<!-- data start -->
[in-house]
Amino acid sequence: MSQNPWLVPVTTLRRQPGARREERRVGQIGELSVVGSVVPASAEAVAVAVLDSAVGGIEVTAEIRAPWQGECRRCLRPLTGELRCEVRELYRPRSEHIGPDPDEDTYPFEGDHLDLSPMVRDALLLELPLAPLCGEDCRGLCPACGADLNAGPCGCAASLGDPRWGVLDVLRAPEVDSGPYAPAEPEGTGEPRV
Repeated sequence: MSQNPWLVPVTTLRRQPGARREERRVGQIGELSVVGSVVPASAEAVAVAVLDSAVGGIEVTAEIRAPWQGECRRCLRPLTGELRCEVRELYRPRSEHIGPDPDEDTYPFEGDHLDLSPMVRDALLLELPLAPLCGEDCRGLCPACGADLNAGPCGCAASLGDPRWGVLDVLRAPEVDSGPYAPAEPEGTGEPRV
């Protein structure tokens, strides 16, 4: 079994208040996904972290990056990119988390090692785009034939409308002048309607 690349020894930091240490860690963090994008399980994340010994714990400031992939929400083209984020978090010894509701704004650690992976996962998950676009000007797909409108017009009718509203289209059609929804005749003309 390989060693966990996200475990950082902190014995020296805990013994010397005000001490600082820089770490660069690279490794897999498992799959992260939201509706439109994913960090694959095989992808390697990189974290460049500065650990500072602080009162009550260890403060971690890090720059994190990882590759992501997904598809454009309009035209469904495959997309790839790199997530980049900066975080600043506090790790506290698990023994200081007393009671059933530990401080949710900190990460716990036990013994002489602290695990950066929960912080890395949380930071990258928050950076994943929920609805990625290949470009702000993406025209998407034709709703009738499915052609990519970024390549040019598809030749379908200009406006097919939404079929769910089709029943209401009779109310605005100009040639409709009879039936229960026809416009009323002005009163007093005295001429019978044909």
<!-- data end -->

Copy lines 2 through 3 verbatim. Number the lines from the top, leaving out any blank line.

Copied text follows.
Amino acid sequence: MSQNPWLVPVTTLRRQPGARREERRVGQIGELSVVGSVVPASAEAVAVAVLDSAVGGIEVTAEIRAPWQGECRRCLRPLTGELRCEVRELYRPRSEHIGPDPDEDTYPFEGDHLDLSPMVRDALLLELPLAPLCGEDCRGLCPACGADLNAGPCGCAASLGDPRWGVLDVLRAPEVDSGPYAPAEPEGTGEPRV
Repeated sequence: MSQNPWLVPVTTLRRQPGARREERRVGQIGELSVVGSVVPASAEAVAVAVLDSAVGGIEVTAEIRAPWQGECRRCLRPLTGELRCEVRELYRPRSEHIGPDPDEDTYPFEGDHLDLSPMVRDALLLELPLAPLCGEDCRGLCPACGADLNAGPCGCAASLGDPRWGVLDVLRAPEVDSGPYAPAEPEGTGEPRV